Field research was conducted to evaluate pre-transplant (PRE) applications of sulfentrazone (0.20 or 0.41 kg·ha-1 a.i.) and flufenacet (0.045 kg·ha-1 a.i.), or early postemergence (EPOST) halosulfuron (0.027, 0.036 or 0.054 kg·ha-1 a.i.) on phytotoxicity and yield of field-grown chili (var. Sonora), jalapeño (var. Grande) and bell (var. Giant Belle) peppers (Capiscum annuum) in Texas. Crop injury recorded 15 days after sulfentrazone treatments (DAT) showed minor stunting at the low rate, but moderate stunting and temporary leaf malformation when applied at 0.41 kg·ha-1 a.i. Increased stunting occurred 37 DAT at both rates; however, new leaf growth was not affected. Flufenacet did not result in crop injury to any of the three types grown. Phytotoxicity from halosulfuron recorded 7 DAT gave significantly higher ratings for stunting/chlorosis for broadcast EPOST treatments when compared to EPOST-directed applications. Injury from halosulfuron was temporary and considered minor with all EPOST treatments by 22 DAT. Pepper yield data showed that EPOST halosulfuron treatments were statistically equivalent to the untreated controls for each of the three types, but there was a trend for lower yields with rates higher than 0.027 kg·ha-1 a.i. All peppers treated with flufenacet gave excellent yields. Sulfentrazone applied at the high rate gave the greatest yield losses in all three types, and this was significant in the jalapeños. The results indicate that all three herbicides have potential for use in commercial pepper production in Texas. However, more research is needed to evaluate these and other herbicides for improved crop safety in peppers.
Russell W. Wallace* and Harold W. Kaufman
Over 5 million acres of cotton (Gossypium hirsutum L.) are grown annually on the Texas High Plains, providing important resources to local, state and national economies. In recent years, growers have shown interest in farm diversification in order to increase profits. After determining a market, Agri-Gold, Inc. (Olton, Texas; population 2100) successfully diversified from cotton farming by starting with 30 acres of land and 7 canna lily (Canna ×generalis) varieties, but has now grown to produce 500 acres of cannas, 350 acres of irises (Iris sp.) and 100 acres of daylilies (Hemerocallis sp.). Agri-Gold annually markets 75 varieties of cannas, and over 90 iris and 150 daylily varieties while providing important employment opportunities to 50 full-time personnel and 150 part-time seasonal laborers. Crops are grown and marketed for their reproductive structures (rhizomes, bulbs, and crowns) and sold to retail chains throughout the United States. Warm, dry, sunny days and cool nights provide a quality environment for the reproductive growth of these crops. The arid climate and well-drained soils suppress diseases that may occasionally attack, and there are few natural insects that feed on the roots and foliage. Environmentally friendly products such as composted manure (locally produced) and biologicals, as well as integrated pest management (IPM) strategies are routinely included in field management and production decisions. Recent cooperative research efforts between Agri-Gold and Texas Cooperative Extension have evaluated herbicides for control of yellow (Cyperus esculentus L.) and purple nutsedge (Cyperus rotundus L.), as well as biological treatments for improved root growth and control of winter storage rots.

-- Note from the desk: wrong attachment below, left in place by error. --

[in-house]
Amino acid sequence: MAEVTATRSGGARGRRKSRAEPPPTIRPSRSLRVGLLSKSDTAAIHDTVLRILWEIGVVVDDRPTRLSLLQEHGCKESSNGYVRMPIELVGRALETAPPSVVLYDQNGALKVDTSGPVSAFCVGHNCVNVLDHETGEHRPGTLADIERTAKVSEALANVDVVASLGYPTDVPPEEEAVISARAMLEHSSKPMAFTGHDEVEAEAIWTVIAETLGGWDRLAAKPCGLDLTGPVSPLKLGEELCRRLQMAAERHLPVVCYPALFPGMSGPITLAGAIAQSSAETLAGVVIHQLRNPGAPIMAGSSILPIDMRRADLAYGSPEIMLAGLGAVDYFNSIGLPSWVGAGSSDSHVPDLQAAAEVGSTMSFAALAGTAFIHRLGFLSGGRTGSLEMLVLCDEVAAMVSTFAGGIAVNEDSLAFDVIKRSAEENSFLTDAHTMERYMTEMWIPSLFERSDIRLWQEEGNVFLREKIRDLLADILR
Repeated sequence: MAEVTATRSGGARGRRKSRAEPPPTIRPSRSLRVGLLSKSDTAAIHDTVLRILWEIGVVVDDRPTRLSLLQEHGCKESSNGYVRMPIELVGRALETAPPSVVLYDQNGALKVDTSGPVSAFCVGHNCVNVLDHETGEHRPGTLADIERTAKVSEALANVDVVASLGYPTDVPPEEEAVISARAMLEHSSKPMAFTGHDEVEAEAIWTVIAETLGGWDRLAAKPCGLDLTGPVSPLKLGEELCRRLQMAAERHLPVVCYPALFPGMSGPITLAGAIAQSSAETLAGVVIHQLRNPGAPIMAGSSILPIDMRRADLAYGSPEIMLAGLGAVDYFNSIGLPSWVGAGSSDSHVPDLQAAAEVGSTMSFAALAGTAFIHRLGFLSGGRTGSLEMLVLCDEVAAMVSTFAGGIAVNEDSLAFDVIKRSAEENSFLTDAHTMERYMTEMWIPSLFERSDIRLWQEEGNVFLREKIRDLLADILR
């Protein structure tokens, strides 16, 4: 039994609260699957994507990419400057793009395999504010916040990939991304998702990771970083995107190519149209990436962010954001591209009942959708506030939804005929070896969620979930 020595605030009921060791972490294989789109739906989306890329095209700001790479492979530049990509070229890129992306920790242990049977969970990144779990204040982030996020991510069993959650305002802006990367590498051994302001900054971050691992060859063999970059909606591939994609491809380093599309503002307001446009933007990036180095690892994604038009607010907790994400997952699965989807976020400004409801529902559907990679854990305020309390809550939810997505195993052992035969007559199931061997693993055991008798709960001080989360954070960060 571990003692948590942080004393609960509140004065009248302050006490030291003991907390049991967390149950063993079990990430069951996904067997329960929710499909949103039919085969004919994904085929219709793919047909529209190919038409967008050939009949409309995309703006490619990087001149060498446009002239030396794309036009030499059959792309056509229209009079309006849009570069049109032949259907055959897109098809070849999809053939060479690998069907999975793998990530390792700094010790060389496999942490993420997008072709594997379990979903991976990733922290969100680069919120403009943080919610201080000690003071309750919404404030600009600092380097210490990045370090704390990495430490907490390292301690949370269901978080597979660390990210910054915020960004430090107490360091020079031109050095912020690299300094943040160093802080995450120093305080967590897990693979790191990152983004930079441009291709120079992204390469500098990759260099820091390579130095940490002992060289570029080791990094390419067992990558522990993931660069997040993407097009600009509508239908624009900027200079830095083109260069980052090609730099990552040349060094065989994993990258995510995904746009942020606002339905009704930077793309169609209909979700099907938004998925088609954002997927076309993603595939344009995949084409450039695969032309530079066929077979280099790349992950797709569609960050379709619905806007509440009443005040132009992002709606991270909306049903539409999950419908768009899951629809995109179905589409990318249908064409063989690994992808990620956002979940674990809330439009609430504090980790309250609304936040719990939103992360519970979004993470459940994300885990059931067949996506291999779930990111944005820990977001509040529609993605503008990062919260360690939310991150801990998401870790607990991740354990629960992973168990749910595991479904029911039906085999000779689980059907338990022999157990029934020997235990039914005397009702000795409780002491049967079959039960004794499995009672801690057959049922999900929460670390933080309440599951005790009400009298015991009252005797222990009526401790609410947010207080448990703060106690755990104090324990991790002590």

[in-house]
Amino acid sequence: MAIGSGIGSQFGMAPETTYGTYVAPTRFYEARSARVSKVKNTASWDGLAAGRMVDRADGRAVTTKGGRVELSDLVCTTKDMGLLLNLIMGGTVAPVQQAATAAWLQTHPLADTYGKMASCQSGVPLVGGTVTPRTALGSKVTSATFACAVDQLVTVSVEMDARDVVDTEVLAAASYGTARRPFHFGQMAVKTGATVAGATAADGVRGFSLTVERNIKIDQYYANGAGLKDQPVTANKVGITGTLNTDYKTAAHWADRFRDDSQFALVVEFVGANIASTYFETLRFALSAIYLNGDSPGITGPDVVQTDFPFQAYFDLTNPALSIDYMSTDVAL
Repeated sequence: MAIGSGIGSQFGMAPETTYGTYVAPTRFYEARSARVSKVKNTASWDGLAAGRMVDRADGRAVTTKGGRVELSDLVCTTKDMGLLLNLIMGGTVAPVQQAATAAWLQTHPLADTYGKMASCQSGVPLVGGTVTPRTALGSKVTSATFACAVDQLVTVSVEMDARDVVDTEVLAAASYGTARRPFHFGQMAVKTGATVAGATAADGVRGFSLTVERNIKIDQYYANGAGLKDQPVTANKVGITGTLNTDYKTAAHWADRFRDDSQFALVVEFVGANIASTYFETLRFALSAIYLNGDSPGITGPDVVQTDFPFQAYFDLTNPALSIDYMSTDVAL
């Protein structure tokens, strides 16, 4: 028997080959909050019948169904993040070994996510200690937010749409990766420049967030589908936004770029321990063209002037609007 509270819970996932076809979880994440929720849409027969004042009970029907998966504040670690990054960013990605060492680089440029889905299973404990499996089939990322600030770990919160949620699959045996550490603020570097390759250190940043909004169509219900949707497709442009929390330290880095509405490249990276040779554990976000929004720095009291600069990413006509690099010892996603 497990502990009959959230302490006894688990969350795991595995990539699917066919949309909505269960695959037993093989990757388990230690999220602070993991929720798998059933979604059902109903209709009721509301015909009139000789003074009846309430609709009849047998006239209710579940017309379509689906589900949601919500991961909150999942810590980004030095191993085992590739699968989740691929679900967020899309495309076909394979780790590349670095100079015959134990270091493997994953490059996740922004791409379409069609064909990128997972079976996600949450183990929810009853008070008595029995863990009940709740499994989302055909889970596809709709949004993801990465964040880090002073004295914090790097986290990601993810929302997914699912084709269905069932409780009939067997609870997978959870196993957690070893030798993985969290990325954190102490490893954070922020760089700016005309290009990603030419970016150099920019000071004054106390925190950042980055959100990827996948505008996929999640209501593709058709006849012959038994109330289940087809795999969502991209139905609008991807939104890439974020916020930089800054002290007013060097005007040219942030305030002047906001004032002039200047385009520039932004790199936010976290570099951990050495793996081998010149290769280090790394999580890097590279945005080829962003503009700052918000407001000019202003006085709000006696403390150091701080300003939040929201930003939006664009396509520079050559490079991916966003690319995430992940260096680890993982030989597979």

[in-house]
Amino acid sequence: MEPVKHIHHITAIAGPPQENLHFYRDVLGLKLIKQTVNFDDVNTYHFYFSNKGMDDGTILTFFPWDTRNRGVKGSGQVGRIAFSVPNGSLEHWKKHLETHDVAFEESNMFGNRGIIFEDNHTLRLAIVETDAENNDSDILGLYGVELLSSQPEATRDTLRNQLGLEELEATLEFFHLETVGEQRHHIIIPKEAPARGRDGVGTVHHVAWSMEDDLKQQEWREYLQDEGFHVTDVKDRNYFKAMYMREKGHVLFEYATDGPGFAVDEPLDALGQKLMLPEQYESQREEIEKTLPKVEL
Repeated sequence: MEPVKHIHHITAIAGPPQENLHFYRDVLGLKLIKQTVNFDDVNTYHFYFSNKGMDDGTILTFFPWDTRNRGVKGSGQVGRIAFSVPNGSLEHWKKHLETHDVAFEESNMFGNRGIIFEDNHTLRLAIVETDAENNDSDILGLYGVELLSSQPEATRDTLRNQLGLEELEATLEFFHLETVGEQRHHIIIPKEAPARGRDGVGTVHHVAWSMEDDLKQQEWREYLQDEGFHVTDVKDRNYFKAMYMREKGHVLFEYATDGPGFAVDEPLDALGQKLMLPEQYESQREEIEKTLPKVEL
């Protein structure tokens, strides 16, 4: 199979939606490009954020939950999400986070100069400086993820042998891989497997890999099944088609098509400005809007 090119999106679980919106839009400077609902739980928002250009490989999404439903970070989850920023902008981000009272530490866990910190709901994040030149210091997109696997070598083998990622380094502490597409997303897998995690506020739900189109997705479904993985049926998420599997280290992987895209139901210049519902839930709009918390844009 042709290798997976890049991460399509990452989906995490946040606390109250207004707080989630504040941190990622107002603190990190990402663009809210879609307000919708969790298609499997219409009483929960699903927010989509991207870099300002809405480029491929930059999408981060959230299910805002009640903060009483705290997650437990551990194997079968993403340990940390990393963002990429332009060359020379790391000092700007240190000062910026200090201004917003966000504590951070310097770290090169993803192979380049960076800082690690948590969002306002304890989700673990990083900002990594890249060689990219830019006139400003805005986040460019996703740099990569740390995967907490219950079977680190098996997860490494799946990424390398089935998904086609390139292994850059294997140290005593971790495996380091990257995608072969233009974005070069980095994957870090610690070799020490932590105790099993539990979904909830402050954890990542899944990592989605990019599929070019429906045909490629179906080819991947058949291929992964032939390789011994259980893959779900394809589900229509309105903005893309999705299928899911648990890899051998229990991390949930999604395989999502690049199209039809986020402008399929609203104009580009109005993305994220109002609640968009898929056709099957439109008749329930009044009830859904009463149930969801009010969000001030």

Russell W. Wallace and John C. Hodges
Herbicides were applied pre-emergence (PRE) and early post-directed (EP-DIR) to determine their effects on crop injury and control of palmer amaranth (Amaranthus palmeri) and nutsedge (Cyperus spp.) in field-grown cannas (Canna ×generalis). Results indicate that PRE-applied s-metolachlor + pendimethalin was the most effective treatment for controlling palmer amaranth. All other PRE-applied treatments failed to adequately control palmer amaranth. While moderate and temporary stunting was visible, in general, no herbicides (except trifloxysulfuron) significantly decreased canna rhizome yields. EP-DIR s-metolachlor or s-metolachlor + pendimethalin did not improve nutsedge control unless halosulfuron was included in the tank mixture. Addition of halosulfuron did not increase crop injury or decrease canna yields but did significantly reduce the number of nutsedge tubers found in the canna rhizomes at harvest. Results suggest that all PRE-applied herbicides tested were safe for cannas, but the lack of adequate palmer amaranth and nutsedge control prohibits their use as stand-alone herbicides for canna production in the midsouth. Post-directing applications of halosulfuron significantly improved nutsedge control and reduced tuber infestation and, therefore, should be included in all nutsedge management programs for canna rhizome production.